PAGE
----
So the donkey stuff again…

‘Laughing Donkey’ by Wendy from Wake Forest, USA, CC BY-SA 2.0 https://creativecommons.org/licenses/by-sa/2.0, via Wikimedia Commons

So I was asked to clarify about the donkey stuff in my first blog post (‘The oldest guide to the Camino’) — specifically about how it’s done!  I mean, really?  That’s what you want to know?  Well, in lieu of finding and posting a video to something that would probably get me fired should my search history become public, I’ll try to explain it plainly without being too graphic and getting you all bothered or excited.  Afterall, you’re walking on a spiritual journey, seeking peace and enlightenment, and probably don’t have too many changes of underwear with you.

The twelfth-century Pilgrim’s Guide suggests that the people of Vizcaya and Alava (now two provinces in the Spanish self-governing region of Euskadi/País Vasco/Basque Country) and those of Navarra have penetrative sex with their animals, perform oral sex upon them, and put chastity belts on them to stop others from doing likewise:

In some places, like Vizcaya and Alava, when they get warmed up, the men and women show off their private parts to each other. The Navarrese also have sex with their farm animals. And it’s said that they put a lock on the backsides of their mules and horses so that nobody except themselves can have at them. Moreover, they kiss lasciviously the vaginas of women and of mules.[1]

The author is really laying it on (pun intended), with the belt bit.  Not only do they engage in bestiality, but they’re jealous too.  Remember, jealousy is one of the seven deadly sins (although bestiality isn’t).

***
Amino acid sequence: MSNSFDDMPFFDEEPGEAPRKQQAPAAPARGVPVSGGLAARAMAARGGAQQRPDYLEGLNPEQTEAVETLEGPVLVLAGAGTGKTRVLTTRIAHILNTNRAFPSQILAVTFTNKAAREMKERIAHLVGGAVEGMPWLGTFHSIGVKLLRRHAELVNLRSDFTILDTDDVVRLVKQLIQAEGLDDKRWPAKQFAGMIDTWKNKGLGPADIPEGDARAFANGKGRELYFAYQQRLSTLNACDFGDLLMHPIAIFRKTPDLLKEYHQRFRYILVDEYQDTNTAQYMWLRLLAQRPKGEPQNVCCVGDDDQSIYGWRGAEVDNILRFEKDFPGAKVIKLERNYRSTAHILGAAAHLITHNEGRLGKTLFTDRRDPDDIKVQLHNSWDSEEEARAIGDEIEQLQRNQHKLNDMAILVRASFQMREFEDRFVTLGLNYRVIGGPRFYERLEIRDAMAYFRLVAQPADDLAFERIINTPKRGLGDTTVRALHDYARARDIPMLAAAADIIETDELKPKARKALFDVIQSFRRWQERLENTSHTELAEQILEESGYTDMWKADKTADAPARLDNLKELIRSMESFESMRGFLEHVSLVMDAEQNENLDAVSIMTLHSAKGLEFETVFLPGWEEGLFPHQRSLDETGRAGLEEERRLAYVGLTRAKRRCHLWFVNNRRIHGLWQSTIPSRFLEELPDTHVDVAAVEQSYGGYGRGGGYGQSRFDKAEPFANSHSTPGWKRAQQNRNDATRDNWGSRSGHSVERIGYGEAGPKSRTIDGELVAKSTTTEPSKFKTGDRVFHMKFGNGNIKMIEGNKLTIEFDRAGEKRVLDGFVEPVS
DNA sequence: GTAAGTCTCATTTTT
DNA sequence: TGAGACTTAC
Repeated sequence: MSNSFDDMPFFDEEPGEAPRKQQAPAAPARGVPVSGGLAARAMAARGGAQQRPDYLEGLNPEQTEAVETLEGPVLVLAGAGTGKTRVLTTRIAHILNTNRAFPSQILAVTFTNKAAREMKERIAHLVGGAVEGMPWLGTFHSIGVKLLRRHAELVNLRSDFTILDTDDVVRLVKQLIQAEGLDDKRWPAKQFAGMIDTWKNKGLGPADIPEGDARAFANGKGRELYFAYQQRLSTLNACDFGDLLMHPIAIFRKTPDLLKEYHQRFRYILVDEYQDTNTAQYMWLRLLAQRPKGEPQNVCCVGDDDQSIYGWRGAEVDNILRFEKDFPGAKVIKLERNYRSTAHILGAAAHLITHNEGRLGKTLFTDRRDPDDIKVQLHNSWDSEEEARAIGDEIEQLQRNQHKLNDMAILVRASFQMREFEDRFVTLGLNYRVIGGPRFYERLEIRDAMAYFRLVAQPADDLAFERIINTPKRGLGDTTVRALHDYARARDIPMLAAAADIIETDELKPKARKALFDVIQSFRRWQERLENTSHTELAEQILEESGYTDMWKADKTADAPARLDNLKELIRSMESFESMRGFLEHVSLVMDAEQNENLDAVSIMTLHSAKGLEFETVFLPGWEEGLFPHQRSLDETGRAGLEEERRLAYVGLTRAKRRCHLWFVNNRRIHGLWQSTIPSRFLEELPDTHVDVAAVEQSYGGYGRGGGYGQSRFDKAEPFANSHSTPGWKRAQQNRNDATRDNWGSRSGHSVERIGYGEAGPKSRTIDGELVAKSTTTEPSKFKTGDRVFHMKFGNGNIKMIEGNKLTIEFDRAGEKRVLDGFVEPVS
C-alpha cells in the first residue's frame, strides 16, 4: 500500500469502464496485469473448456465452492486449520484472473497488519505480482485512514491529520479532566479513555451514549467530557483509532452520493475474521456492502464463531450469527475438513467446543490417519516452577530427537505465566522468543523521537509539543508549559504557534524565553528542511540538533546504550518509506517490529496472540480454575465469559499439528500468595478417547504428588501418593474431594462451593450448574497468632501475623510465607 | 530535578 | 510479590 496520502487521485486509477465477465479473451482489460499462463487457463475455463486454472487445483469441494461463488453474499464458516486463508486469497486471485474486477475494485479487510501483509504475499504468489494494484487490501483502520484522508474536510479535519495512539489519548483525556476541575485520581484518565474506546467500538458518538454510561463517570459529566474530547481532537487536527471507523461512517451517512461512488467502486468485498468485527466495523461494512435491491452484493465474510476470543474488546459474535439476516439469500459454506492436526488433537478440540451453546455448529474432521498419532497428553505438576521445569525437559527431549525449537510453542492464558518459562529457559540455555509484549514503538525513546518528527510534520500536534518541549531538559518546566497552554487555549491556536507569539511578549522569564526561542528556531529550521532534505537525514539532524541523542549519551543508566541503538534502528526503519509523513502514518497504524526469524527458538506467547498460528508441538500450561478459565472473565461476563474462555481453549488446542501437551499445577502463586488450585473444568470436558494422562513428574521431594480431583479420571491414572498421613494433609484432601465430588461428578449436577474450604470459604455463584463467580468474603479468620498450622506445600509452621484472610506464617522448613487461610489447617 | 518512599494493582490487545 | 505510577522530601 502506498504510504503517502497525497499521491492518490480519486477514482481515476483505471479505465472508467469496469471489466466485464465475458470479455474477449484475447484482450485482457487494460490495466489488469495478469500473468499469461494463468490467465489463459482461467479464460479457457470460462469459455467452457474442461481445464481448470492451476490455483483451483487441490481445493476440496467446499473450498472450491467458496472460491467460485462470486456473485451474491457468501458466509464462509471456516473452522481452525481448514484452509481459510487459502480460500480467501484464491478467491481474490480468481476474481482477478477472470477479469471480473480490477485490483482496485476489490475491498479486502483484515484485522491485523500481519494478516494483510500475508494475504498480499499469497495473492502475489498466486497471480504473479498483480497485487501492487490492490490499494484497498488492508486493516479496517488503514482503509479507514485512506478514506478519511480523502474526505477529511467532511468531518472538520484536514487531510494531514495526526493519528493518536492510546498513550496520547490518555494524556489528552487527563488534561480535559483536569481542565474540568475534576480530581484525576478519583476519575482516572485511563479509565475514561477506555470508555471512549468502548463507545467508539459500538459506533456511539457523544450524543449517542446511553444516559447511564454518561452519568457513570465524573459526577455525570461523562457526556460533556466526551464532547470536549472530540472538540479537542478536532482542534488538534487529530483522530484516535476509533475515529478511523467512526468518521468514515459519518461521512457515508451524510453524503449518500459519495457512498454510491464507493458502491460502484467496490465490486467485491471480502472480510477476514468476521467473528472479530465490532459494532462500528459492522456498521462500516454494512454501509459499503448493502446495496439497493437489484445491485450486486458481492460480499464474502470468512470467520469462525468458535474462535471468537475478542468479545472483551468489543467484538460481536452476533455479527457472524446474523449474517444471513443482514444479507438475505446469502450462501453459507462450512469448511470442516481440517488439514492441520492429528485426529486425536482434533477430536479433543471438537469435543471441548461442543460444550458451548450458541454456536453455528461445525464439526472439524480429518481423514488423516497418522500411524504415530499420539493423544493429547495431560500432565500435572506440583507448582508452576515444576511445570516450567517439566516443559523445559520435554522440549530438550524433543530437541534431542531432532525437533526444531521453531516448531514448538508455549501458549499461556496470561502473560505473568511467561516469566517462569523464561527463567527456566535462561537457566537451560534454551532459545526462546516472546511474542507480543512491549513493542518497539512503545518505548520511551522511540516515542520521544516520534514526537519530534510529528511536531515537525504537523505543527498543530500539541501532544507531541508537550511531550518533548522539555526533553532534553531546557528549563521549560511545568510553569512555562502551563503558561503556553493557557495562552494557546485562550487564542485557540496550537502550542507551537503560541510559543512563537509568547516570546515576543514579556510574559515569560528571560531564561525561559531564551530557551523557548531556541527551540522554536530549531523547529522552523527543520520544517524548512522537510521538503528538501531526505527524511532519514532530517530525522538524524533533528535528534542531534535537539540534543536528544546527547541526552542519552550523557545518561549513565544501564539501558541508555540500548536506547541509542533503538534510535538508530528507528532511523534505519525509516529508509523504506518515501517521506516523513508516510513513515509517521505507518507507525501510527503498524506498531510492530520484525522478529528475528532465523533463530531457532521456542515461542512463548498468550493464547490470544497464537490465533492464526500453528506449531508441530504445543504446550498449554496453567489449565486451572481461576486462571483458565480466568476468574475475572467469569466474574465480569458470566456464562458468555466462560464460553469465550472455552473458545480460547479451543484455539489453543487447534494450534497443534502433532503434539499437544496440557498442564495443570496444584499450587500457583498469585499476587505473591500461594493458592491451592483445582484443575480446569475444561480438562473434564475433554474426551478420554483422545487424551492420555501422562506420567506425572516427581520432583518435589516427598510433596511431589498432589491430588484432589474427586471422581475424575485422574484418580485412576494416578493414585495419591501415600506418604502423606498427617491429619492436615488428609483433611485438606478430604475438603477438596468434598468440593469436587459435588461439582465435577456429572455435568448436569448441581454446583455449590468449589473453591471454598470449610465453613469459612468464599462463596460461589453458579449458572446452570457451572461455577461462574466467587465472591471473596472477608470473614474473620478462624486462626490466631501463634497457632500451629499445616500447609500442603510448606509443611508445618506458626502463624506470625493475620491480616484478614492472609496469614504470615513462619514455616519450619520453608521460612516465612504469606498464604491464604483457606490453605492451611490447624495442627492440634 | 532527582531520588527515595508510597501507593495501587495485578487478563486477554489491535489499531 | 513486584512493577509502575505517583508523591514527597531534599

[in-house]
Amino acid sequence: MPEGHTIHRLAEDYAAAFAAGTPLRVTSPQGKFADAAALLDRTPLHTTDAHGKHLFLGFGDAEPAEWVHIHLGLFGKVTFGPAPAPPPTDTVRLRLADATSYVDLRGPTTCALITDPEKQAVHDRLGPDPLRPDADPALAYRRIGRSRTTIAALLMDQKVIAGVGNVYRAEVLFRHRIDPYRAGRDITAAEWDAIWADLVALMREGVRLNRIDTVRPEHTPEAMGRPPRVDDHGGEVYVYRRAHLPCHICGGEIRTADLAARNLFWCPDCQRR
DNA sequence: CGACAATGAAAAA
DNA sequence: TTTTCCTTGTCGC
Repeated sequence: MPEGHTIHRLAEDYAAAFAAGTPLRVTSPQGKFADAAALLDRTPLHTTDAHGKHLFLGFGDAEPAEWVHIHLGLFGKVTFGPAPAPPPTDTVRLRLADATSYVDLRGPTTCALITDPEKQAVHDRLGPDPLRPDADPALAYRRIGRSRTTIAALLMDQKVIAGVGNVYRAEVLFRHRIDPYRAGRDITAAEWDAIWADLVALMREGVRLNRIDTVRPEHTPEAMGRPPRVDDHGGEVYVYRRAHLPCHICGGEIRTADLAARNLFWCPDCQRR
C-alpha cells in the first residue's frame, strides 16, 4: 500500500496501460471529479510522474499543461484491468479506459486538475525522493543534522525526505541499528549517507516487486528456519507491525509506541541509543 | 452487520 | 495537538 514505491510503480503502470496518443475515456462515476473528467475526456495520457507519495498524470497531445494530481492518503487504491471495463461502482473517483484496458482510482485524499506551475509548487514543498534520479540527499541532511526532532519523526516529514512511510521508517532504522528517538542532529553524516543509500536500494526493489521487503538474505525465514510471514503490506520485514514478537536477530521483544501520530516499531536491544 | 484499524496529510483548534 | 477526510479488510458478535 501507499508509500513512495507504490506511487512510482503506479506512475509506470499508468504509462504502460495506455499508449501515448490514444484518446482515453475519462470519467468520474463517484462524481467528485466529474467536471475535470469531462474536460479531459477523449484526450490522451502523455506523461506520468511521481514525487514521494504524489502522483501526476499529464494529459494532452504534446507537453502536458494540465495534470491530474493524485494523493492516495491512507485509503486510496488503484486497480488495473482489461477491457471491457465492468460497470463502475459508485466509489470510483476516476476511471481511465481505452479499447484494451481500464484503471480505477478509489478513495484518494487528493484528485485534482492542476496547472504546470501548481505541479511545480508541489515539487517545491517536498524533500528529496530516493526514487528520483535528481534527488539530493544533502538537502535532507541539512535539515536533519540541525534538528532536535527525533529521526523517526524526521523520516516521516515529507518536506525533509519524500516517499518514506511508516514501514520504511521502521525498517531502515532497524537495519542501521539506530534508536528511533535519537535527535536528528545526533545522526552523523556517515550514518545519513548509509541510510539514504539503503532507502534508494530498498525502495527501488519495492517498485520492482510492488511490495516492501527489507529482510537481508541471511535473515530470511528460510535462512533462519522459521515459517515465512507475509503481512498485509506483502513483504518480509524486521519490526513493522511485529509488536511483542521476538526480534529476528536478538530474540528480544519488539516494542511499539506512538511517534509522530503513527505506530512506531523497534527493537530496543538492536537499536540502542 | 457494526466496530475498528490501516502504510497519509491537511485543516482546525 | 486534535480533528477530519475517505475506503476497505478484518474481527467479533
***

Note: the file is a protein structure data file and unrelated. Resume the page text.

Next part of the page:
The chastity belt is one of the much-exaggerated rumours connected with medieval sexuality, and this is probably one of the earliest references to them.  The idea, which was only really described by much later writers, is that a woman’s ability to have sex or masturbate (which was believed would cause mental illness) would be restricted by means of locked contraption that looks like a cross between a climbing harness and a leather and metal nappy.  If you don’t have the key to her heart, at least you can padlock the rest.  Of course this means that we have to presume that your average farmer in Vizcaya or Alava was worried that his neighbour would break in and romance the cutest mule in his stable, winning her over with carrots and apples, before suggesting a romp in the hay and performing cunnilingus on her.

Equally shocking — and I can only take the author’s word on this — the Basques and Navarrese apparently also kiss the vaginas of human women!  I know, I know, ‘how disgusting!’ I hear you say.  But in fairness, the Pilgrim’s Guide’s is reporting second-hand (‘it is said’), and since I am currently living in Navarra I am obliged to say that I believe such practices have generally been phased out.


[1] Denis Murphy’s very readable translation of the Pilgrim’s Guide (perhaps the most accessible translation in English on the internet), can be found here: https://sites.google.com/site/caminodesantiagoproject.  The quotation is taken from ‘Chapter VII. The lands and peoples along the Camino de Santiago’: https://sites.google.com/site/caminodesantiagoproject/chapter-vii

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